What is recurrent Shoulder Dislocation/Instability?
A shoulder dislocates when the humerus separates from the scapula at the glenohumeral joint. The shoulder joint has the greatest range of motion in the body and as a result is a susceptible to dislocation and subluxation (incomplete/partial dislocation).
About 50% of major joint dislocations seen in emergency departments are of the shoulder. In recurrent dislocation, the shoulder dislocates repeatedly, during throwing, any outward movement of the arm or sometimes even during sleep.
Can Shoulder Instability be treated without surgery?
Recurrent Shoulder Instability can be treated without surgery if you modify your lifestyle to avoid actions which tend to dislocate the shoulder joint. This means avoiding sports, heavy lifting, overhead reaching and all activities which call your shoulder into action.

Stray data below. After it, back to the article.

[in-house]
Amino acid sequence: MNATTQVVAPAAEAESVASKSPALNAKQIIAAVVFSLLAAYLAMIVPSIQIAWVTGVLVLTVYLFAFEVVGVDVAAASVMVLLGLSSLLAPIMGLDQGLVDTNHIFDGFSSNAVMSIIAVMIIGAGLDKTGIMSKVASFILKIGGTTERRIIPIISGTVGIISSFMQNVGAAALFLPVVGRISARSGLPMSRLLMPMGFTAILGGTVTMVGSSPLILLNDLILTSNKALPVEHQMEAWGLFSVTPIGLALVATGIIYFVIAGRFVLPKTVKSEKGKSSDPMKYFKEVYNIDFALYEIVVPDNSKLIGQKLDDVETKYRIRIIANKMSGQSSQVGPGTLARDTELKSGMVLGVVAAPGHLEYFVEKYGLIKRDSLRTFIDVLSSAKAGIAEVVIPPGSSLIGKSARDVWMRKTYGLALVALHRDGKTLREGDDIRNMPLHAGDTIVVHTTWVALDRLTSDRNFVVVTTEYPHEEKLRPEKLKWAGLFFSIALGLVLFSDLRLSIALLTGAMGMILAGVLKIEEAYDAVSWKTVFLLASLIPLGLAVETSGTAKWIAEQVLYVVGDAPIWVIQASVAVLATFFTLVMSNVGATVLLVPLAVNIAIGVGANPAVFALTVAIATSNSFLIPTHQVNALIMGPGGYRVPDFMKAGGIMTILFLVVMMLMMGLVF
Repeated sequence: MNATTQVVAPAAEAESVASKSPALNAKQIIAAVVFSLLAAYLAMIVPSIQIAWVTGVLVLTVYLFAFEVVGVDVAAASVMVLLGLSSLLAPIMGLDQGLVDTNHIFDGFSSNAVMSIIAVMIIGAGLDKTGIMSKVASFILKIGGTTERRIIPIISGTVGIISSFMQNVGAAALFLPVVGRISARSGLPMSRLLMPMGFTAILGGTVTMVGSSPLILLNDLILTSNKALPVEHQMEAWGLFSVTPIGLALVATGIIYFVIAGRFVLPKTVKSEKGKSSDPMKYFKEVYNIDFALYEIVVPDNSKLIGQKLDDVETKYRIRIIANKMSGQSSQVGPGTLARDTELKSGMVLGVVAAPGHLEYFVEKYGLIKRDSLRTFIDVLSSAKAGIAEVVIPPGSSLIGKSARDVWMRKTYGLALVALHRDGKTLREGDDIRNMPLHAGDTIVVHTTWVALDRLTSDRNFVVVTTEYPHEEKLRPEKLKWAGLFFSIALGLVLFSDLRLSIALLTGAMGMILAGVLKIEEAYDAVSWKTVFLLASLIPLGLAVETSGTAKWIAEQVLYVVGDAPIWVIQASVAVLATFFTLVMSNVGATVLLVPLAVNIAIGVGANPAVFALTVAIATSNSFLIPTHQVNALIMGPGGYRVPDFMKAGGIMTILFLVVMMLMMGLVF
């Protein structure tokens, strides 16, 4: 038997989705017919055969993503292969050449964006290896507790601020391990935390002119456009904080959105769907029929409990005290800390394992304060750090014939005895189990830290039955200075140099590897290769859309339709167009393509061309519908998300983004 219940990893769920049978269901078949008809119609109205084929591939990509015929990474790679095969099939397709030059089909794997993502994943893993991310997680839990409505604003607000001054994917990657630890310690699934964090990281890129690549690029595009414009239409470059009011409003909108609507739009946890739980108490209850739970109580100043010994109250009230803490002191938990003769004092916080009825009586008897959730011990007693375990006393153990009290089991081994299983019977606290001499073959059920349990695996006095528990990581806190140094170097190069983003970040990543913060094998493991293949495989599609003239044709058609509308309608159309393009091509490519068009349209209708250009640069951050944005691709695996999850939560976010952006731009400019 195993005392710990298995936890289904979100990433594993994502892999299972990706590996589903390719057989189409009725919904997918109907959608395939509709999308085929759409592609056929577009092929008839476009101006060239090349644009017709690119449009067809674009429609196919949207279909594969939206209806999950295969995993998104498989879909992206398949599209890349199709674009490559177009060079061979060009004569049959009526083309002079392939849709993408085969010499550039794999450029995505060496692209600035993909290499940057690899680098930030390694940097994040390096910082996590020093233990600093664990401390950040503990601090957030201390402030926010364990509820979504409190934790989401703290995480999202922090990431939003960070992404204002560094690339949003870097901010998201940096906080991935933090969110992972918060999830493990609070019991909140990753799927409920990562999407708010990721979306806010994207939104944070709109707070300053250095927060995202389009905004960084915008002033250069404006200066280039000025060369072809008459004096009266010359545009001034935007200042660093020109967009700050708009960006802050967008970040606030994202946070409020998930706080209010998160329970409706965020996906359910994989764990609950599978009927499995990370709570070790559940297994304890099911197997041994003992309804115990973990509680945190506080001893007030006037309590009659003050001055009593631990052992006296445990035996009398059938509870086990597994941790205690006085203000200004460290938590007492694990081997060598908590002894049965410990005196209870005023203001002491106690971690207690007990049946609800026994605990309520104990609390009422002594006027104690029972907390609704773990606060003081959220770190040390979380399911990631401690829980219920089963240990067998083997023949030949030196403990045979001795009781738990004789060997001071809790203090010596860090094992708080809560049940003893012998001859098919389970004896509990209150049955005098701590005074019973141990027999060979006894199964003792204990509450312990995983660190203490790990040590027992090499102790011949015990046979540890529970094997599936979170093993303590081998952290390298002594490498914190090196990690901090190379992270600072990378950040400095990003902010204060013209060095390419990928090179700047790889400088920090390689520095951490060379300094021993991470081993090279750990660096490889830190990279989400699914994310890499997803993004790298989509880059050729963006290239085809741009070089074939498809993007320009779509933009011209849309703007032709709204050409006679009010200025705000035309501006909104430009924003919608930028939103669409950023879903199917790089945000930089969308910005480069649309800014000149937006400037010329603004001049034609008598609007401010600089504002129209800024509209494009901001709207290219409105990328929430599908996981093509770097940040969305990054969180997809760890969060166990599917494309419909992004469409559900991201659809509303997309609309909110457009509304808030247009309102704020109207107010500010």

What are symptoms of a recurrent dislocation?
In recurrent dislocation, the shoulder dislocates by any outward or throwing action of the arm, which sometimes has to be relocated or sometimes the individual can also relocate himself. Between the episodes the patient is relatively pain free.
What is the treatment for Recurrent Dislocation Shoulder?
As mentioned above surgery is the usual discourse and treatment of choice if the patient chooses not to modify lifestyle and wants to return to active lifestyle and playing sports. The two most common procedure performed today are latarjet procedure and bankart repair.
Can I go back to playing sports after the surgery for shoulder instability?
Yes, you can. The shoulder heals completely and returns to 100% after proper treatment and rehabilitation. Most patients go back to their regular lives; sports persons return to playing the same pre-injury level of sports.
What is hill Sachs and Glenoid bone defect?
Due to the instability of the shoulder joint, bone defects are created in the humerus head and the glenoid bone, which makes the shoulder joint unstable.
What is labrum tear and bankart lesion?
Anterior Shoulder dislocation frequently results in a tear of the antero-inferior labrum, which is called bankart lesion.